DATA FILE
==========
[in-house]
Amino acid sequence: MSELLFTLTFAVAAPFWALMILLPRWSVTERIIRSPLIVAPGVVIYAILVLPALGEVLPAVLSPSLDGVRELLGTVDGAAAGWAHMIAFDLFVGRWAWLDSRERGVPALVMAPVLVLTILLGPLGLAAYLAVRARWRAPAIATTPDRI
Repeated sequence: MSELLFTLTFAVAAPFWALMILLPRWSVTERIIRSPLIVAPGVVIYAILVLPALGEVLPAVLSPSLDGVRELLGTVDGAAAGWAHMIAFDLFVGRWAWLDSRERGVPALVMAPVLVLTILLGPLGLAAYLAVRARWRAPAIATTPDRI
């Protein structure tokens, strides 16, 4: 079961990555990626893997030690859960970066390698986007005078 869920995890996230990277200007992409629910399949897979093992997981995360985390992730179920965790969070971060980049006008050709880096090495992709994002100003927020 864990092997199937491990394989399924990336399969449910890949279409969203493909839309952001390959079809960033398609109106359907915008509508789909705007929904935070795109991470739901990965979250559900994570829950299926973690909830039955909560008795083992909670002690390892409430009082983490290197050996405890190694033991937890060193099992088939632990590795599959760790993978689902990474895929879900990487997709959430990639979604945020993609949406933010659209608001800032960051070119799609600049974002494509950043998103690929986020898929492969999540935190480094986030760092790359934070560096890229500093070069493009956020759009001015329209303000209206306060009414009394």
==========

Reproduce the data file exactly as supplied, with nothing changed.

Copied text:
[in-house]
Amino acid sequence: MSELLFTLTFAVAAPFWALMILLPRWSVTERIIRSPLIVAPGVVIYAILVLPALGEVLPAVLSPSLDGVRELLGTVDGAAAGWAHMIAFDLFVGRWAWLDSRERGVPALVMAPVLVLTILLGPLGLAAYLAVRARWRAPAIATTPDRI
Repeated sequence: MSELLFTLTFAVAAPFWALMILLPRWSVTERIIRSPLIVAPGVVIYAILVLPALGEVLPAVLSPSLDGVRELLGTVDGAAAGWAHMIAFDLFVGRWAWLDSRERGVPALVMAPVLVLTILLGPLGLAAYLAVRARWRAPAIATTPDRI
């Protein structure tokens, strides 16, 4: 079961990555990626893997030690859960970066390698986007005078 869920995890996230990277200007992409629910399949897979093992997981995360985390992730179920965790969070971060980049006008050709880096090495992709994002100003927020 864990092997199937491990394989399924990336399969449910890949279409969203493909839309952001390959079809960033398609109106359907915008509508789909705007929904935070795109991470739901990965979250559900994570829950299926973690909830039955909560008795083992909670002690390892409430009082983490290197050996405890190694033991937890060193099992088939632990590795599959760790993978689902990474895929879900990487997709959430990639979604945020993609949406933010659209608001800032960051070119799609600049974002494509950043998103690929986020898929492969999540935190480094986030760092790359934070560096890229500093070069493009956020759009001015329209303000209206306060009414009394």